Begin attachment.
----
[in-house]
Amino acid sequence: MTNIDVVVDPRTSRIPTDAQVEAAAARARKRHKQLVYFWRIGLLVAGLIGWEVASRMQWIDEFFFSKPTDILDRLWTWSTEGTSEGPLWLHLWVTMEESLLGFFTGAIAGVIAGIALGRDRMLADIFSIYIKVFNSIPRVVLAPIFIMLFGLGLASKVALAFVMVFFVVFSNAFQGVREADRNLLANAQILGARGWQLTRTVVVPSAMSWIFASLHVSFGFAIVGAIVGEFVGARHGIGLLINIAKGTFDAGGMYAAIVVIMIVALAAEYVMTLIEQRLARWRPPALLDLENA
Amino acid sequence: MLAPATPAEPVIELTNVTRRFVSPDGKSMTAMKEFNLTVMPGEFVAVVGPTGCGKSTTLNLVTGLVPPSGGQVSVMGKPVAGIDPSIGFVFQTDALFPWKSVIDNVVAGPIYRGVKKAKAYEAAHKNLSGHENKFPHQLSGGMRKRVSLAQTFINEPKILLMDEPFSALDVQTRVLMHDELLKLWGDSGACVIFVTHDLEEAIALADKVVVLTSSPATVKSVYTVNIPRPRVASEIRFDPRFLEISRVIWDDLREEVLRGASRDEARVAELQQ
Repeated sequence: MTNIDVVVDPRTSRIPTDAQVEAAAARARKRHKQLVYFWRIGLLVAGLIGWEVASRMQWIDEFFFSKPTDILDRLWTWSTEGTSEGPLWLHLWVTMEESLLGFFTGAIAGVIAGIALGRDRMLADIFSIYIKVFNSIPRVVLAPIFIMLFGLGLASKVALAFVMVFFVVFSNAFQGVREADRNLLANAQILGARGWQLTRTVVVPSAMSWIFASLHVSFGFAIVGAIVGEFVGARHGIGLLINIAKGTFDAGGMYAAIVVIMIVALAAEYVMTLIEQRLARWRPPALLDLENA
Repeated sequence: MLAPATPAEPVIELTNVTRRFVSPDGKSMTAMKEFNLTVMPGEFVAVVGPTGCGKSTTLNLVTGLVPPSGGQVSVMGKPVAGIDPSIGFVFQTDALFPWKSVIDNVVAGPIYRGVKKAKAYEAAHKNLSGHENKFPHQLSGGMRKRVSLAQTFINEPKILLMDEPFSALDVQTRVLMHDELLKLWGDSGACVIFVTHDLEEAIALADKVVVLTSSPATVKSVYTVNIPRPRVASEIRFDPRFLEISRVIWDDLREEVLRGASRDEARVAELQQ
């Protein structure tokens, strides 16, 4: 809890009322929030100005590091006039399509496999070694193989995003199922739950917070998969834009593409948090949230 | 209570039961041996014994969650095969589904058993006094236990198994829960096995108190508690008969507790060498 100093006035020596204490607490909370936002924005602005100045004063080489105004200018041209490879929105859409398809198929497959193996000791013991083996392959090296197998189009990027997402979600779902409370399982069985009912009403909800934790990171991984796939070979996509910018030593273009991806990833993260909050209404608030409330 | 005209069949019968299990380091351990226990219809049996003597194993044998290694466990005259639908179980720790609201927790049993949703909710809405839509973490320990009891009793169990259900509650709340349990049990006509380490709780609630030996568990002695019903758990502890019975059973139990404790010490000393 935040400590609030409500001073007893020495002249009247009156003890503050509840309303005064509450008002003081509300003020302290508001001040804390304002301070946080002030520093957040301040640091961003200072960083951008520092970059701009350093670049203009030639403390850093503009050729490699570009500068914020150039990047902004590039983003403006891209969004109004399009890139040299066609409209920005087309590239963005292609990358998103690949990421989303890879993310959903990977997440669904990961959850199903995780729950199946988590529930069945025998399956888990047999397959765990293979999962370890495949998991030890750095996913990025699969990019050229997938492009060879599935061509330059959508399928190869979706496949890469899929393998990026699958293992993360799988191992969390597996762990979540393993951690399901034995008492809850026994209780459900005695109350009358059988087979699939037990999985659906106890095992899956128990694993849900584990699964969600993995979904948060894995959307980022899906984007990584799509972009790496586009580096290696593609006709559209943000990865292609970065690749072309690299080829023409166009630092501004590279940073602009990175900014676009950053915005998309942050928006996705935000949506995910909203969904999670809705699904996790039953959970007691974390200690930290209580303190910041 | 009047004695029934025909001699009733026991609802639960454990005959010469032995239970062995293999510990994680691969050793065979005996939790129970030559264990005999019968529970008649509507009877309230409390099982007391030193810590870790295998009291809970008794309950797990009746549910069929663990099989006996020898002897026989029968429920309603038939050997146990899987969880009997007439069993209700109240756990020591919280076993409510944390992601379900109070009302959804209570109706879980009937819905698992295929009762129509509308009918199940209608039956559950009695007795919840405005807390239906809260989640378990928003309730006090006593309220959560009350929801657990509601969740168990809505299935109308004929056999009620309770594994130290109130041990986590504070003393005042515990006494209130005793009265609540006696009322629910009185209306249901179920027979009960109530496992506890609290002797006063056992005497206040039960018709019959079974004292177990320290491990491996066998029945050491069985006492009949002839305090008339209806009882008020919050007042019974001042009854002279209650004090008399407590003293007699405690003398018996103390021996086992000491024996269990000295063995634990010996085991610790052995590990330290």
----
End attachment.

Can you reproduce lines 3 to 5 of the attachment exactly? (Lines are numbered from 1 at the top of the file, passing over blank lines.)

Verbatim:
Amino acid sequence: MLAPATPAEPVIELTNVTRRFVSPDGKSMTAMKEFNLTVMPGEFVAVVGPTGCGKSTTLNLVTGLVPPSGGQVSVMGKPVAGIDPSIGFVFQTDALFPWKSVIDNVVAGPIYRGVKKAKAYEAAHKNLSGHENKFPHQLSGGMRKRVSLAQTFINEPKILLMDEPFSALDVQTRVLMHDELLKLWGDSGACVIFVTHDLEEAIALADKVVVLTSSPATVKSVYTVNIPRPRVASEIRFDPRFLEISRVIWDDLREEVLRGASRDEARVAELQQ
Repeated sequence: MTNIDVVVDPRTSRIPTDAQVEAAAARARKRHKQLVYFWRIGLLVAGLIGWEVASRMQWIDEFFFSKPTDILDRLWTWSTEGTSEGPLWLHLWVTMEESLLGFFTGAIAGVIAGIALGRDRMLADIFSIYIKVFNSIPRVVLAPIFIMLFGLGLASKVALAFVMVFFVVFSNAFQGVREADRNLLANAQILGARGWQLTRTVVVPSAMSWIFASLHVSFGFAIVGAIVGEFVGARHGIGLLINIAKGTFDAGGMYAAIVVIMIVALAAEYVMTLIEQRLARWRPPALLDLENA
Repeated sequence: MLAPATPAEPVIELTNVTRRFVSPDGKSMTAMKEFNLTVMPGEFVAVVGPTGCGKSTTLNLVTGLVPPSGGQVSVMGKPVAGIDPSIGFVFQTDALFPWKSVIDNVVAGPIYRGVKKAKAYEAAHKNLSGHENKFPHQLSGGMRKRVSLAQTFINEPKILLMDEPFSALDVQTRVLMHDELLKLWGDSGACVIFVTHDLEEAIALADKVVVLTSSPATVKSVYTVNIPRPRVASEIRFDPRFLEISRVIWDDLREEVLRGASRDEARVAELQQ